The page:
Unfortunately, a lack of urgency appears to be felt not only by the climate-change sceptic far right, but is also widespread, though arguably to a different extent, in parties belonging to the ‘centre’

To the extent that these latter positions lead to a rejection of climate-change mitigation policies, their effect is the same as in the case of evidence skepticism. However, we need to differentiate carefully and, in much detail, so to understand how such actors argue – and to be able to respond. We might not be able to convince them, but we need to take these arguments serious: they are more likely to resonate with parts of the public, for example with those who already face difficulties paying their energy bills. A just energy transition must respond to these concerns.

By the way, there are also far-right actors which accept the thesis of anthropogenic climate change. Personally, I think we need to look much more closely at them, something which has not really happened in much detail so far. After all, acceptance of anthropogenic climate change can also carry far-right ideas; for example, in terms of opposition to (economic and cultural) globalization.

In an article you wrote in June, you argue that research “on climate change communication by radical-right actors is still in its infancy”. If we consider that our democracies are under a constant “fake news” attacks, do you think climate denialism has already spread through media and social media and yields an influence beyond far-right audiences?

I might be wrong, but currently, I do not believe that outright skepticism towards anthropogenic climate change (‘denialism’ or ‘evidence skepticism’) is going to become ‘the main thing’ across the European far right, at least concerning rather successful parties. It is not an opinion which is widely shared amongst the broader public and I doubt, that it will – irrespective of ‘fake news’. What is certainly circulating in very high volumes is the aforementioned response and process skepticism. These two help these actors to perform their stances, for example their opposition to a ‘detached elite’ which has supposedly lost touch with ‘ordinary people’ and seeks to push through reforms beyond what ‘the people’ need or can afford. Greta Thunberg has been a major point of reference for these attacks.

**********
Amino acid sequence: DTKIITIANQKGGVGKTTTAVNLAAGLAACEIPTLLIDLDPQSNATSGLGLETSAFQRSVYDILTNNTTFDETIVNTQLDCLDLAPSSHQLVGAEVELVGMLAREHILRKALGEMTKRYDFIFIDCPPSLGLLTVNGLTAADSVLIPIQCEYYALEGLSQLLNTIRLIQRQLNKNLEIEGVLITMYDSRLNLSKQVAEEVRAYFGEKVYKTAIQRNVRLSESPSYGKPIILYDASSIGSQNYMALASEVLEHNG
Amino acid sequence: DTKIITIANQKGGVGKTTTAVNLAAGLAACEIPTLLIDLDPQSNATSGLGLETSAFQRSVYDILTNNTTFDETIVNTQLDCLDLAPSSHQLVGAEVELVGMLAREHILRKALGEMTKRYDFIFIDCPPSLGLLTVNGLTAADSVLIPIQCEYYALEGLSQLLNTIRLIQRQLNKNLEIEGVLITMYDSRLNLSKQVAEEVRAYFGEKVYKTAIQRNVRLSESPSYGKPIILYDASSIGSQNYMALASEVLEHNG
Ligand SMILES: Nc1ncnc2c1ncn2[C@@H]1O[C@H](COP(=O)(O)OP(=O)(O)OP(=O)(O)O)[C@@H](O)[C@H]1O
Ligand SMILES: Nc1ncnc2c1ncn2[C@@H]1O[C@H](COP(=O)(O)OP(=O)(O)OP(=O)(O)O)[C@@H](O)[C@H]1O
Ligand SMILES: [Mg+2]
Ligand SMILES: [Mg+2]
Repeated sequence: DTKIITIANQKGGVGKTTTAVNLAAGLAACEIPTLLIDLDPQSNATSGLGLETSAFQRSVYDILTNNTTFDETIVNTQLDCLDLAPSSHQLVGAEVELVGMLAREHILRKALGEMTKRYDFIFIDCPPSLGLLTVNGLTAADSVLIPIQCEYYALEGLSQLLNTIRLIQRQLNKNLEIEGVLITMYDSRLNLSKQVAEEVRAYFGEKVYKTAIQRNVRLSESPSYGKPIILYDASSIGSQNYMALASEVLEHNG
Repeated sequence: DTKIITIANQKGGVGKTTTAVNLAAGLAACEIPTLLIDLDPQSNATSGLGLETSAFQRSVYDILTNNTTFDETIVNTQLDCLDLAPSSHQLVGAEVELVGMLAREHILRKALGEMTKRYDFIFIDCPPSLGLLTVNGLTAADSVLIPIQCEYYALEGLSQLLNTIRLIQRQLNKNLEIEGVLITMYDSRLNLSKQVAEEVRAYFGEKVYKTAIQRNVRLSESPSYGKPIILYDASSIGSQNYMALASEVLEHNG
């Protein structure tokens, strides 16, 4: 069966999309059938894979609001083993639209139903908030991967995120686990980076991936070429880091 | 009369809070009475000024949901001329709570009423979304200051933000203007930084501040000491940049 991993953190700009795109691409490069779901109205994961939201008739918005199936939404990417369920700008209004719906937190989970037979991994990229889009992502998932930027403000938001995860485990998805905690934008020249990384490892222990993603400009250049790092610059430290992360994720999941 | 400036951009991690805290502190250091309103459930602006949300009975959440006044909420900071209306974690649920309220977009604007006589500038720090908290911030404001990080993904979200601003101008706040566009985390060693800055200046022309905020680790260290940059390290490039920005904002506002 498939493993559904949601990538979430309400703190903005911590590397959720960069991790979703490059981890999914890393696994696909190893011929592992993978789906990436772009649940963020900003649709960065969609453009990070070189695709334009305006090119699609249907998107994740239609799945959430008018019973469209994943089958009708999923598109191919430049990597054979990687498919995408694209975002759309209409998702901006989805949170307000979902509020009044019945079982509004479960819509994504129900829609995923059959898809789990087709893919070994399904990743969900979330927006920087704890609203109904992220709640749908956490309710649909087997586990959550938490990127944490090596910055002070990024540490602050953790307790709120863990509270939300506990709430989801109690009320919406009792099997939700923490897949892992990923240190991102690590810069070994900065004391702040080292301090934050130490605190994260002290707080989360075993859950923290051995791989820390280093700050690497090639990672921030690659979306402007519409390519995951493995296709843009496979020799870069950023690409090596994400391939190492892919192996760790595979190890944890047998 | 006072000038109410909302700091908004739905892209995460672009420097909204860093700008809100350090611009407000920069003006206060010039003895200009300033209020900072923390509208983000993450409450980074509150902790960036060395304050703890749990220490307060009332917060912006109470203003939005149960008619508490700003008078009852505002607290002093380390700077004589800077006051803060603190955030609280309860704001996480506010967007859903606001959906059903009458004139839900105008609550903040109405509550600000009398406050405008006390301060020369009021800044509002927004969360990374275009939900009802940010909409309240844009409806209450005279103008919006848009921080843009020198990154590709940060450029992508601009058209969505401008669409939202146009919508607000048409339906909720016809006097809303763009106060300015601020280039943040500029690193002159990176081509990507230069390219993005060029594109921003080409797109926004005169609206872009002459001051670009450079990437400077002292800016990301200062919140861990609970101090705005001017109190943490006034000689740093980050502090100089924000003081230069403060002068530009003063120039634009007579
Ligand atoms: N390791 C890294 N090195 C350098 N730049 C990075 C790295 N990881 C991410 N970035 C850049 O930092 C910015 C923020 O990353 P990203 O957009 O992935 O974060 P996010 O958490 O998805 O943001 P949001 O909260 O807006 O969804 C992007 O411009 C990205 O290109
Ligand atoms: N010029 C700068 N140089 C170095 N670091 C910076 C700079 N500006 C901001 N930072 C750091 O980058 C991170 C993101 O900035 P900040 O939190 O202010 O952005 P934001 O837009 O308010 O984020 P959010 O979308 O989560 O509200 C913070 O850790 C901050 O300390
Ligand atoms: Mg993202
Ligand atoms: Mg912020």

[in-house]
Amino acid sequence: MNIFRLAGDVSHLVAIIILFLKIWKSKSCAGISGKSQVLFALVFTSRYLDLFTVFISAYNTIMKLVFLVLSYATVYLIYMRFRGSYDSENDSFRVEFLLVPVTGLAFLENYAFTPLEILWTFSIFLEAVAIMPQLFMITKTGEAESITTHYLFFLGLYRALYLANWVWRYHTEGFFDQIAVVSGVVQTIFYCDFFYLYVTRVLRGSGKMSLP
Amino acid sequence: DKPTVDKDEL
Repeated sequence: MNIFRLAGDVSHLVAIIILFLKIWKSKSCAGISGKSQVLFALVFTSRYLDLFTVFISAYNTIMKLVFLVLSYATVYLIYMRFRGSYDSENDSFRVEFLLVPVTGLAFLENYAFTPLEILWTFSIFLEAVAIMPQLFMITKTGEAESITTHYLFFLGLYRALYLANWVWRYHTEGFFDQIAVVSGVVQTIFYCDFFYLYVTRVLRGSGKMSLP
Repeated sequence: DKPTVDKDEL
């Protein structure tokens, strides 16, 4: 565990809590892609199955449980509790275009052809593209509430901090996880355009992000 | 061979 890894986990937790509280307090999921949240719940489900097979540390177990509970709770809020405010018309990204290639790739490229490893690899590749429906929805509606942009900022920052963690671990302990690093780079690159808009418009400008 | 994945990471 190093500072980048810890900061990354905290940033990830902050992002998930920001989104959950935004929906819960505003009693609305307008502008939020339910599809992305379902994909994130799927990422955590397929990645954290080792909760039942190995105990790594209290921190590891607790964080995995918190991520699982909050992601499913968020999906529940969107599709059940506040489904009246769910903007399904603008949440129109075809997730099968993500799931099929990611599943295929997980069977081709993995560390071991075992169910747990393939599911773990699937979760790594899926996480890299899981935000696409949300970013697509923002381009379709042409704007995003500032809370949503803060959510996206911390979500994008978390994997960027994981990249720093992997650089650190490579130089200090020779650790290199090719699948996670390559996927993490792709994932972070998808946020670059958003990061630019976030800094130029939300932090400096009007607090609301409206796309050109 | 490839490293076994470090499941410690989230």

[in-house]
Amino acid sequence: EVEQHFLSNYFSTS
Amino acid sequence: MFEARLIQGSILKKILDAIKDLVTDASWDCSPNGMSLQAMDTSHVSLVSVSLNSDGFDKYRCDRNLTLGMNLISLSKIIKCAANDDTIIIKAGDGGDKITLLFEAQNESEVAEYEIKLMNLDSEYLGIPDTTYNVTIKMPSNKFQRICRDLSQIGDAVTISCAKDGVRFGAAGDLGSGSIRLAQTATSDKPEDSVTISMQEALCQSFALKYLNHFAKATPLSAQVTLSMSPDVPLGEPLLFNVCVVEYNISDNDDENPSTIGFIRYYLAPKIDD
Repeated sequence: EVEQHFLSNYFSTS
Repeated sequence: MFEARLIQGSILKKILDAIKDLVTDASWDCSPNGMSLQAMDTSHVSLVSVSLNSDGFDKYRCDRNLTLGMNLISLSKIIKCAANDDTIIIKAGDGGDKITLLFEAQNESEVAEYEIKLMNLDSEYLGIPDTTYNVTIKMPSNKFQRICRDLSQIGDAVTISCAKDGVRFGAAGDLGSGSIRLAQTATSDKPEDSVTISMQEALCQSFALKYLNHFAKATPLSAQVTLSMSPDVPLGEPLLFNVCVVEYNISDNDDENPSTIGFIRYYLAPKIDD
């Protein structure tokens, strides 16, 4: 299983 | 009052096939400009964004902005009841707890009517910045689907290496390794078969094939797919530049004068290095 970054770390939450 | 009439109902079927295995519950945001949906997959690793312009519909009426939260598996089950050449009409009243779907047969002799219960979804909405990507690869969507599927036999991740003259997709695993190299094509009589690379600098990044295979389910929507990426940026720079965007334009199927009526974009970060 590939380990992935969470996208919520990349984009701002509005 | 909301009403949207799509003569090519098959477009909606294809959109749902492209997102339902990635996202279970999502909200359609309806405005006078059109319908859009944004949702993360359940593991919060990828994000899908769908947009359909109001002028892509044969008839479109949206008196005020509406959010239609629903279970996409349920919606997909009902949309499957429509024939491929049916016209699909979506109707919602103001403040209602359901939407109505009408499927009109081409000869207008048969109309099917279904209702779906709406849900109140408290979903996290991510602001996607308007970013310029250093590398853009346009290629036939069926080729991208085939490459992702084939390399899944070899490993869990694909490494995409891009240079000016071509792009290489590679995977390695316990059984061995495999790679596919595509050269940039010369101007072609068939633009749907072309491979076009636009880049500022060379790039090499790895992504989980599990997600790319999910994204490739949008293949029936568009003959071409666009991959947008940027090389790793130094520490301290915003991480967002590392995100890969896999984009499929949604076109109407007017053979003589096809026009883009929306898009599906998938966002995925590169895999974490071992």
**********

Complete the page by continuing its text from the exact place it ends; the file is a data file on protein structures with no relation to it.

Alternative for Germany (AfD) party is probably the most well-known for its denialism. Do you think the party’s rise in many parts of Eastern Germany is a reaction to the rise of the Greens? Or perhaps there are other deeper roots?

I agree with your assessment of the AfD and its evidence skepticism. However, the rise of the party – which goes beyond Eastern Germany, but is most astonishing in these areas – has much deeper roots then the rise of the Greens (and let us not forget, that far-right sentiments existed in Germany long before the AfD became successful). If you want to connect the rise of the AfD to particular events, it would be the so-called ‘Euro crisis’ and the ‘refugee crisis’, but I would go further and argue, that both the rise of the Greens and that of the AfD are linked to more general societal processes around pluralization, fragmentation and polarization of the political landscape in Germany and across Europe. That is, due to the erosion of previously existing identities in the course of economic (neoliberal) and cultural (liberalization) changes, though these two are partly interwoven. In terms of sociological analysis, Ulrich Beck’s risk society comes to mind, as does the argument made by Pippa Norris and Ronald Inglehart who view the rise of the far right in terms of a cultural backlash against the so-called ‘silent revolution’ (that is, a shift from concerns over material values and physical security to concerns over quality of life, including environmental issues).